The Romney Paradox
posted at 5:10 pm on February 1, 2008 by Bryan
I have come around to trust Mitt Romney more than John McCain or any of the other presidential candidates, and I think he is a smart and decent man who would be a fine president. He’s a leader who has shown that he knows how to fix things, and by associating himself with real conservatives from the very beginning of his campaign, he shows what kind of leader he’ll ultimately be. I’ll happily cast my vote for him when the time comes.
But I didn’t get to this point overnight, and it’s not just a rebound effect from discontent with John McCain. It’s an affirmative vote for Mitt Romney because I respect his resume, one of the finest we’ve had in a presidential contender in a long, long time. He is the most qualified candidate to take on the world’s most difficult job, by far.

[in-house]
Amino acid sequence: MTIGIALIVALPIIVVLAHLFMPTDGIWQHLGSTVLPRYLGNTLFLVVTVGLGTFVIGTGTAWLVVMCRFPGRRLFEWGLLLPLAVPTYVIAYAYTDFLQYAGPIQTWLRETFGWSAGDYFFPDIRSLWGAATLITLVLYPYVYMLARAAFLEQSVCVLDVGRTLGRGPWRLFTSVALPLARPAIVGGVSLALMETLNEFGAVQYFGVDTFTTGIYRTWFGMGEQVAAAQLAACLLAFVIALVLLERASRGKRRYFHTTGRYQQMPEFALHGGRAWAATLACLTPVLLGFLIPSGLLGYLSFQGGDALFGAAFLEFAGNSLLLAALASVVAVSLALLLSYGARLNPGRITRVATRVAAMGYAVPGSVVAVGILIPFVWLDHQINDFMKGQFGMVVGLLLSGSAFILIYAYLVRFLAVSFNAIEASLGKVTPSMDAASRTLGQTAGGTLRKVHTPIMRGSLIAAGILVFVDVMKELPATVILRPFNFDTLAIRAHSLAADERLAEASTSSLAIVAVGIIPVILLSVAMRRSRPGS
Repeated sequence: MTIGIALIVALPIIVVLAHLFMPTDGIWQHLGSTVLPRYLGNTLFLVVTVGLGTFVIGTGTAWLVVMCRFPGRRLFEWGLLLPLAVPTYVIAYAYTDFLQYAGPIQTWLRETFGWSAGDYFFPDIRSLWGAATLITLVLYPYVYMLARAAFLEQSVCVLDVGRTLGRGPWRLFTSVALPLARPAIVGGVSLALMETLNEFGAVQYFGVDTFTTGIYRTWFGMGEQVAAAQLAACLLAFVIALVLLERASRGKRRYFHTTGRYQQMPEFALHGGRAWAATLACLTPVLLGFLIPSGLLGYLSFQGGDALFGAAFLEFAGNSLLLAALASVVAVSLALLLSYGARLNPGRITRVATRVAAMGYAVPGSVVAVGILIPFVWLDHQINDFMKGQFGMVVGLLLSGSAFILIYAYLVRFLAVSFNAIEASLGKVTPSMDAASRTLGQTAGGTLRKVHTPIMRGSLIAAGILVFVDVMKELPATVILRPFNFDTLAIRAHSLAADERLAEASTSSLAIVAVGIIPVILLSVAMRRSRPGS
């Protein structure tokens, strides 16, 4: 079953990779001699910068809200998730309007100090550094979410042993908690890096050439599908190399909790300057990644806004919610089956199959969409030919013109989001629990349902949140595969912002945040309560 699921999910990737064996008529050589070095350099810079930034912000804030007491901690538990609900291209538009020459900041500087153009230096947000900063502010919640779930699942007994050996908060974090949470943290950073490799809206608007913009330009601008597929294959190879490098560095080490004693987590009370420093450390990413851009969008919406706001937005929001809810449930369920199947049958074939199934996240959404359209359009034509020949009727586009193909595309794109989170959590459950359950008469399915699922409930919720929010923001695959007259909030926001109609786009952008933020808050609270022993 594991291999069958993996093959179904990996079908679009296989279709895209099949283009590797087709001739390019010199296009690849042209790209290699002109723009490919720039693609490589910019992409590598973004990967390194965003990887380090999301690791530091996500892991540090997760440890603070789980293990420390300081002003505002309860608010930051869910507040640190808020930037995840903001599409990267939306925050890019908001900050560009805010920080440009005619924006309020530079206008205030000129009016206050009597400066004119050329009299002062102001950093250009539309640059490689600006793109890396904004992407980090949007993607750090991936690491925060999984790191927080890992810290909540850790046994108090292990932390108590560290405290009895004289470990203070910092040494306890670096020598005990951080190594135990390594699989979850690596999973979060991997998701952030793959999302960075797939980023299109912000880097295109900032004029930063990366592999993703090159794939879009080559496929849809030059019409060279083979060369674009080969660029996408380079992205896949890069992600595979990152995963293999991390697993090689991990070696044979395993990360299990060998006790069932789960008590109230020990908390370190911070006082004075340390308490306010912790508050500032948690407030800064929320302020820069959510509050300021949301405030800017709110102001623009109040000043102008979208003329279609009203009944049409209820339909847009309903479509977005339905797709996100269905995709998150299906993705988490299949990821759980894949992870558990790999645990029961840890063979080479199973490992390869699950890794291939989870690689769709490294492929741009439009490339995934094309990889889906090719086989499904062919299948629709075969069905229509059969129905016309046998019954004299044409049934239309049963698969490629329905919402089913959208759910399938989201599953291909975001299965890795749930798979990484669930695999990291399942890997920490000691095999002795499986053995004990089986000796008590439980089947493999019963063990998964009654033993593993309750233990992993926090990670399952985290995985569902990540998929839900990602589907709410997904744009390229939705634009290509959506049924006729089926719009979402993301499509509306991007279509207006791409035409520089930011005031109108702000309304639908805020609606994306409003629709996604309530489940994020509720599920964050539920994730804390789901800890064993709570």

As things stand right now, Romney has a tough hill to climb just to become the GOP nominee. He’s done what he could to get there, spending millions of dollars of his own money that could have been spent on yachts or small countries or whatever it is that the super-rich buy, and making the difficult but absolutely necessary transition from business to politics. But the path he took to make himself a viable candidate is also his chief weakness as a candidate. It’s the Romney Paradox, in this case the counterintuitive outcome of two very successful careers that ought to help reinforce each other, but don’t.
As a rule, Americans don’t elect business leaders straight to the presidency no matter how successful they have been. We just don’t. We elect governors, we elect generals, we elect former vice presidents and very occasionally we elect senators. We didn’t elect billionaire Ross Perot, though he did help elect Bill Clinton. We didn’t even nominate Steve Forbes, though his economic conservatism probably made a lot of sense to most Republicans when he ran and he was certainly one of the more intellectually interesting candidates available at the time. We also don’t elect congressmen, which is one of the major reasons that Duncan Hunter’s effort never took off. He had all the right ideas but none of the resume.